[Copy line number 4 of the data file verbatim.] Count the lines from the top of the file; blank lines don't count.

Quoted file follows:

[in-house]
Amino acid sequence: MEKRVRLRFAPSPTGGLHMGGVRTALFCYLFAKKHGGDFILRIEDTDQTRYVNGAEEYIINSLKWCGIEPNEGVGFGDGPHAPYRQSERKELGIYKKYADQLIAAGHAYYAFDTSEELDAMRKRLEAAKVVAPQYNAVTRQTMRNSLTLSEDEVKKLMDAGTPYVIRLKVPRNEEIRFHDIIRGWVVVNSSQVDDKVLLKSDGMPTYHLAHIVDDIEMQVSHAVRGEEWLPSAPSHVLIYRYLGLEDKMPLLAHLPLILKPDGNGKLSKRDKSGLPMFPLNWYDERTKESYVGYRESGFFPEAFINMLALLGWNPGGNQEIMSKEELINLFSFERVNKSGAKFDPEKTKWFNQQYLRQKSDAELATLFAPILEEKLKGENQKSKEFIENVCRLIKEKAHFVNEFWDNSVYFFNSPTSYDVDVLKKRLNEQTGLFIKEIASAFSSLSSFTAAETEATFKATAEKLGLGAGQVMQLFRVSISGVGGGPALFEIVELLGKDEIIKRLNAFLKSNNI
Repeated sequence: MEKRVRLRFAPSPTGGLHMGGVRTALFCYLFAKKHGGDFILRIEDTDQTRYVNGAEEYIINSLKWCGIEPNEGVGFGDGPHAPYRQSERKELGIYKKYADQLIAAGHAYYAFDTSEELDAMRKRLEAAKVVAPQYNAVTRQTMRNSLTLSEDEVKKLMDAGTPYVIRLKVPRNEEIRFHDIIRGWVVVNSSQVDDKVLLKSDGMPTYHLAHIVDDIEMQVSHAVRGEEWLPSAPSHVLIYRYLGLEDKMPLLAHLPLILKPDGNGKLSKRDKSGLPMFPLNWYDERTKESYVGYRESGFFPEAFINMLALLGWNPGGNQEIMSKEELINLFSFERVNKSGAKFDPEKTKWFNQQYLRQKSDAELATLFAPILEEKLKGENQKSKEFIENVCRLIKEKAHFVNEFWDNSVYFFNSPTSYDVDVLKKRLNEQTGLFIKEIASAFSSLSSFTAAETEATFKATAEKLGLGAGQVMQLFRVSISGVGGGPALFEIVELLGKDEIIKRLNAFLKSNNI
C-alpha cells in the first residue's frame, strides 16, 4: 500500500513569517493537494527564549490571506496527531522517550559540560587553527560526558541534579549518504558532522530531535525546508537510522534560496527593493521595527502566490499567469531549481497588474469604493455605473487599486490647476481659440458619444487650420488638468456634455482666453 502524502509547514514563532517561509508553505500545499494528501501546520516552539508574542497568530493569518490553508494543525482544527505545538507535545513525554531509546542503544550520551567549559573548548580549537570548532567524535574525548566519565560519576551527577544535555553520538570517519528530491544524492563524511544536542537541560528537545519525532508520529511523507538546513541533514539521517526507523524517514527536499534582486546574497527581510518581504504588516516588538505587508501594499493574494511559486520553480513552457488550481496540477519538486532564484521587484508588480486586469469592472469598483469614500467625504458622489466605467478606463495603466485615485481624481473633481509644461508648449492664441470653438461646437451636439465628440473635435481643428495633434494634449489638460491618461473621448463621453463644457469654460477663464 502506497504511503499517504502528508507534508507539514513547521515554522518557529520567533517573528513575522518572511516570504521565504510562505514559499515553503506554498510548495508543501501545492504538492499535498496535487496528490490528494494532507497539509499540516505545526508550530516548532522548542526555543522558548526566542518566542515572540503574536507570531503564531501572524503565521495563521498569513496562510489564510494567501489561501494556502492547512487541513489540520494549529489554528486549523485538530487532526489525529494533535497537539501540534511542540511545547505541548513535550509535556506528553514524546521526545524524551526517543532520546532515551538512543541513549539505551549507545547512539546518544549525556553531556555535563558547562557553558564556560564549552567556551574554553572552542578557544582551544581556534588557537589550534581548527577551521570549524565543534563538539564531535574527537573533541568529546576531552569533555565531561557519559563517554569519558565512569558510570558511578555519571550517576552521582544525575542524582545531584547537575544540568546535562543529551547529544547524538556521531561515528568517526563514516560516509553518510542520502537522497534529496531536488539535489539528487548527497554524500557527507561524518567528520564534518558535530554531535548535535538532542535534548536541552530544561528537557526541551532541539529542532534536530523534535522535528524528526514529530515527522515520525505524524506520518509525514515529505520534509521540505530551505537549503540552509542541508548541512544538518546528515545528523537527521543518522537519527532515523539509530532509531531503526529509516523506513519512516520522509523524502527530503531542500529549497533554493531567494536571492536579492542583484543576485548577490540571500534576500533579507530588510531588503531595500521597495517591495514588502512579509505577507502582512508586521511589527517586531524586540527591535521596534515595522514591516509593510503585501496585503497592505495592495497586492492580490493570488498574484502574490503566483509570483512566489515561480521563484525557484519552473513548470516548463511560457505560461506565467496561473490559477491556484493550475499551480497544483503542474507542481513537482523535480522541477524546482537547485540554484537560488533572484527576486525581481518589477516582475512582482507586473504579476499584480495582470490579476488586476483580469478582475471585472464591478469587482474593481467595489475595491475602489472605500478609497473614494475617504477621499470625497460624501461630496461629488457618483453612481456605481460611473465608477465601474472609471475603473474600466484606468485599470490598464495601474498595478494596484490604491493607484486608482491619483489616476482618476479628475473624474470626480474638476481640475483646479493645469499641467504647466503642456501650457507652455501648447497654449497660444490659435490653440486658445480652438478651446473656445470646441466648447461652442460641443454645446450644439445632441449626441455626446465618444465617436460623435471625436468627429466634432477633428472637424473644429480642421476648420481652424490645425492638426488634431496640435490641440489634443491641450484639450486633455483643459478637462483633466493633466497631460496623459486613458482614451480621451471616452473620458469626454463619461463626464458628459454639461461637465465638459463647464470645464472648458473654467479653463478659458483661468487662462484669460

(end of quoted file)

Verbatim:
C-alpha cells in the first residue's frame, strides 16, 4: 500500500513569517493537494527564549490571506496527531522517550559540560587553527560526558541534579549518504558532522530531535525546508537510522534560496527593493521595527502566490499567469531549481497588474469604493455605473487599486490647476481659440458619444487650420488638468456634455482666453 502524502509547514514563532517561509508553505500545499494528501501546520516552539508574542497568530493569518490553508494543525482544527505545538507535545513525554531509546542503544550520551567549559573548548580549537570548532567524535574525548566519565560519576551527577544535555553520538570517519528530491544524492563524511544536542537541560528537545519525532508520529511523507538546513541533514539521517526507523524517514527536499534582486546574497527581510518581504504588516516588538505587508501594499493574494511559486520553480513552457488550481496540477519538486532564484521587484508588480486586469469592472469598483469614500467625504458622489466605467478606463495603466485615485481624481473633481509644461508648449492664441470653438461646437451636439465628440473635435481643428495633434494634449489638460491618461473621448463621453463644457469654460477663464 502506497504511503499517504502528508507534508507539514513547521515554522518557529520567533517573528513575522518572511516570504521565504510562505514559499515553503506554498510548495508543501501545492504538492499535498496535487496528490490528494494532507497539509499540516505545526508550530516548532522548542526555543522558548526566542518566542515572540503574536507570531503564531501572524503565521495563521498569513496562510489564510494567501489561501494556502492547512487541513489540520494549529489554528486549523485538530487532526489525529494533535497537539501540534511542540511545547505541548513535550509535556506528553514524546521526545524524551526517543532520546532515551538512543541513549539505551549507545547512539546518544549525556553531556555535563558547562557553558564556560564549552567556551574554553572552542578557544582551544581556534588557537589550534581548527577551521570549524565543534563538539564531535574527537573533541568529546576531552569533555565531561557519559563517554569519558565512569558510570558511578555519571550517576552521582544525575542524582545531584547537575544540568546535562543529551547529544547524538556521531561515528568517526563514516560516509553518510542520502537522497534529496531536488539535489539528487548527497554524500557527507561524518567528520564534518558535530554531535548535535538532542535534548536541552530544561528537557526541551532541539529542532534536530523534535522535528524528526514529530515527522515520525505524524506520518509525514515529505520534509521540505530551505537549503540552509542541508548541512544538518546528515545528523537527521543518522537519527532515523539509530532509531531503526529509516523506513519512516520522509523524502527530503531542500529549497533554493531567494536571492536579492542583484543576485548577490540571500534576500533579507530588510531588503531595500521597495517591495514588502512579509505577507502582512508586521511589527517586531524586540527591535521596534515595522514591516509593510503585501496585503497592505495592495497586492492580490493570488498574484502574490503566483509570483512566489515561480521563484525557484519552473513548470516548463511560457505560461506565467496561473490559477491556484493550475499551480497544483503542474507542481513537482523535480522541477524546482537547485540554484537560488533572484527576486525581481518589477516582475512582482507586473504579476499584480495582470490579476488586476483580469478582475471585472464591478469587482474593481467595489475595491475602489472605500478609497473614494475617504477621499470625497460624501461630496461629488457618483453612481456605481460611473465608477465601474472609471475603473474600466484606468485599470490598464495601474498595478494596484490604491493607484486608482491619483489616476482618476479628475473624474470626480474638476481640475483646479493645469499641467504647466503642456501650457507652455501648447497654449497660444490659435490653440486658445480652438478651446473656445470646441466648447461652442460641443454645446450644439445632441449626441455626446465618444465617436460623435471625436468627429466634432477633428472637424473644429480642421476648420481652424490645425492638426488634431496640435490641440489634443491641450484639450486633455483643459478637462483633466493633466497631460496623459486613458482614451480621451471616452473620458469626454463619461463626464458628459454639461461637465465638459463647464470645464472648458473654467479653463478659458483661468487662462484669460